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The value of training technologists for adverse reactions to contrast. / Petscavage-Thomas, Jonelle M.; Bruno, Michael A.; Kaneda, Heather.

In: Radiologic Technology, Vol. 85, No. 3, 01.01.2014, p. 256-260.

Research output: Contribution to journalReview article

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N2 - Purpose To design, implement, and measure outcomes of a technologist education program about anaphylactoid reactions to contrast media. Methods Radiologic technologists viewed a 45-minute presentation and completed a pretest, posttest, and self-assessment. These steps were repeated 14 months later with different test questions. Statistical analysis included participants' t test to assess significant differences (P <.05) between pretests and posttests. Results Seventeen computed tomography (CT) technologists participated in the first educational program, and 19 CT technologists participated in the second session. A statistically significant improvement (P <.05) was found between pretest and posttest mean test scores. However, the pretest scores were lower before the second session. Using a Likert scale (1 = completely agree vs 5 = completely disagree), technologists indicated the session improved their knowledge (mean score 1.1), made them more comfortable managing a reaction (mean score 1.1), and fostered confidence in recognizing symptoms of a reaction (mean score 1.4). Discussion A didactic curriculum of managing anaphylactoid reactions to contrast media offers subjective benefits and short-term objective knowledge gain for CT technologists. After the training, technologists had increased knowledge of and comfort with managing an emergency situation and recognizing symptoms, which help to prevent morbidity and mortality. However, the results indicate that frequent repetition of the material is necessary for long-term gains. Conclusion A dedicated educational program for technologists helps prevent and manage adverse reactions to contrast media through improved knowledge, increased comfort and confidence, and teamwork development. At a minimum, semiannual training sessions should occur for all technologists to retain knowledge.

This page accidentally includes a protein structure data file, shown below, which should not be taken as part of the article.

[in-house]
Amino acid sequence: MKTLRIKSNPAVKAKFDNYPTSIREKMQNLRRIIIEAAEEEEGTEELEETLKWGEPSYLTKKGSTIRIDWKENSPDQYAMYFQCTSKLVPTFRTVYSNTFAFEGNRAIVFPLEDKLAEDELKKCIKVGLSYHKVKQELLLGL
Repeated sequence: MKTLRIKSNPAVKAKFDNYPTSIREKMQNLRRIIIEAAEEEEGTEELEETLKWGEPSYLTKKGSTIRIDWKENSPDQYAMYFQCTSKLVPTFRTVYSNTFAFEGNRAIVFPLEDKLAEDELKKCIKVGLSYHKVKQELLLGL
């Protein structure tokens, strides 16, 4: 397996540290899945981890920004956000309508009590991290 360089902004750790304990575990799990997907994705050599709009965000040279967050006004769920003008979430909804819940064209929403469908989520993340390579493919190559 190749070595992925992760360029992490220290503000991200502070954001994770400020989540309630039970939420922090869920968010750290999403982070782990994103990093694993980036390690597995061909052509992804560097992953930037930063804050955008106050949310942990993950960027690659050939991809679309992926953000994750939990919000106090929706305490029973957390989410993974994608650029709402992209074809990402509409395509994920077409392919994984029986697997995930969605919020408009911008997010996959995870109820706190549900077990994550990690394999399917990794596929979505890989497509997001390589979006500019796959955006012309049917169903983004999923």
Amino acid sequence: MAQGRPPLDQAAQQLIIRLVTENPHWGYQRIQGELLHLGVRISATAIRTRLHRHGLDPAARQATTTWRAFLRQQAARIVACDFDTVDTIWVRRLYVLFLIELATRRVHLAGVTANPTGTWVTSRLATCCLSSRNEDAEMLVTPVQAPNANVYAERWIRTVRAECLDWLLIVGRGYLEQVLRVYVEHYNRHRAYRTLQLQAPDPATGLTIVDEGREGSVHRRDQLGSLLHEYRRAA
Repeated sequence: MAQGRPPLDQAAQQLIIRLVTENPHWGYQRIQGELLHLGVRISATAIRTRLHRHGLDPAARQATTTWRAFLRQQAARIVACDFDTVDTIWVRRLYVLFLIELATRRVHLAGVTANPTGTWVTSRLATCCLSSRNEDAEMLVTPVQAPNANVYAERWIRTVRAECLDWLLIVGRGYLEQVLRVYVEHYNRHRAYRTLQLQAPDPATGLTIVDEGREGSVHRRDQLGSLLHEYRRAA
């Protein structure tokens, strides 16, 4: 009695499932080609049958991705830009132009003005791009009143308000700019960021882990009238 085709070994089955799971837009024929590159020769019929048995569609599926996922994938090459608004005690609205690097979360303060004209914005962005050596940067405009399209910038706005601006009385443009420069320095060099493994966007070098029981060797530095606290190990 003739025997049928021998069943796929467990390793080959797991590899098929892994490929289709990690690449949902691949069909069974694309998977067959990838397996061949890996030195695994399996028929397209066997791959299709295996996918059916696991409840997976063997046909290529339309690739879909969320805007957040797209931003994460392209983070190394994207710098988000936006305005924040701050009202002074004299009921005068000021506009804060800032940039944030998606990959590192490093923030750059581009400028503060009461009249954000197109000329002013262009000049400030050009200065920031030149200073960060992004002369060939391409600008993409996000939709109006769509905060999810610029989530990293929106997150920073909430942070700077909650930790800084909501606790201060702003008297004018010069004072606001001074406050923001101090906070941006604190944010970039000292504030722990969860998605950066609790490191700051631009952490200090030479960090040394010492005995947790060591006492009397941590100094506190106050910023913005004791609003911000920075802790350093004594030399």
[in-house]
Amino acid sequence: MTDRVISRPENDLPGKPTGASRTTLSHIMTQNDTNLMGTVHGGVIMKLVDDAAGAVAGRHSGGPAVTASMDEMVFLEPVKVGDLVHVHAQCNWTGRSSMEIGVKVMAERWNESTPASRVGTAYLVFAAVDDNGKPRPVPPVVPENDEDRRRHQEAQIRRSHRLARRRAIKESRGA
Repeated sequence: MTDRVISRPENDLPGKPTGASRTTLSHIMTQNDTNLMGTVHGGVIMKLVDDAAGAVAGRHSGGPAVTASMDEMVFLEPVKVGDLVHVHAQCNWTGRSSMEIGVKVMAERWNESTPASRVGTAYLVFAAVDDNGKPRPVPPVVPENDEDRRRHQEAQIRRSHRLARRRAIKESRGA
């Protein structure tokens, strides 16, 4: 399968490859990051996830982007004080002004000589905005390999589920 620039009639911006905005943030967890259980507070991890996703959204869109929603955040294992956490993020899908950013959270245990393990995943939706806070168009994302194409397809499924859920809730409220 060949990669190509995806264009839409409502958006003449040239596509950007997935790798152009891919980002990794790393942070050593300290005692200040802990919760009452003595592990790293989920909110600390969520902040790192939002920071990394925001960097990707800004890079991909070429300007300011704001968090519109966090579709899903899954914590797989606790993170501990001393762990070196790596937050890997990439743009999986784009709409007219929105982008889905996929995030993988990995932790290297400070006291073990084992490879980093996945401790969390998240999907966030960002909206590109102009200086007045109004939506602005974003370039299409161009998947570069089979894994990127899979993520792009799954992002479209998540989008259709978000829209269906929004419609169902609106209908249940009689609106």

AB - Purpose To design, implement, and measure outcomes of a technologist education program about anaphylactoid reactions to contrast media. Methods Radiologic technologists viewed a 45-minute presentation and completed a pretest, posttest, and self-assessment. These steps were repeated 14 months later with different test questions. Statistical analysis included participants' t test to assess significant differences (P <.05) between pretests and posttests. Results Seventeen computed tomography (CT) technologists participated in the first educational program, and 19 CT technologists participated in the second session. A statistically significant improvement (P <.05) was found between pretest and posttest mean test scores. However, the pretest scores were lower before the second session. Using a Likert scale (1 = completely agree vs 5 = completely disagree), technologists indicated the session improved their knowledge (mean score 1.1), made them more comfortable managing a reaction (mean score 1.1), and fostered confidence in recognizing symptoms of a reaction (mean score 1.4). Discussion A didactic curriculum of managing anaphylactoid reactions to contrast media offers subjective benefits and short-term objective knowledge gain for CT technologists. After the training, technologists had increased knowledge of and comfort with managing an emergency situation and recognizing symptoms, which help to prevent morbidity and mortality. However, the results indicate that frequent repetition of the material is necessary for long-term gains. Conclusion A dedicated educational program for technologists helps prevent and manage adverse reactions to contrast media through improved knowledge, increased comfort and confidence, and teamwork development. At a minimum, semiannual training sessions should occur for all technologists to retain knowledge.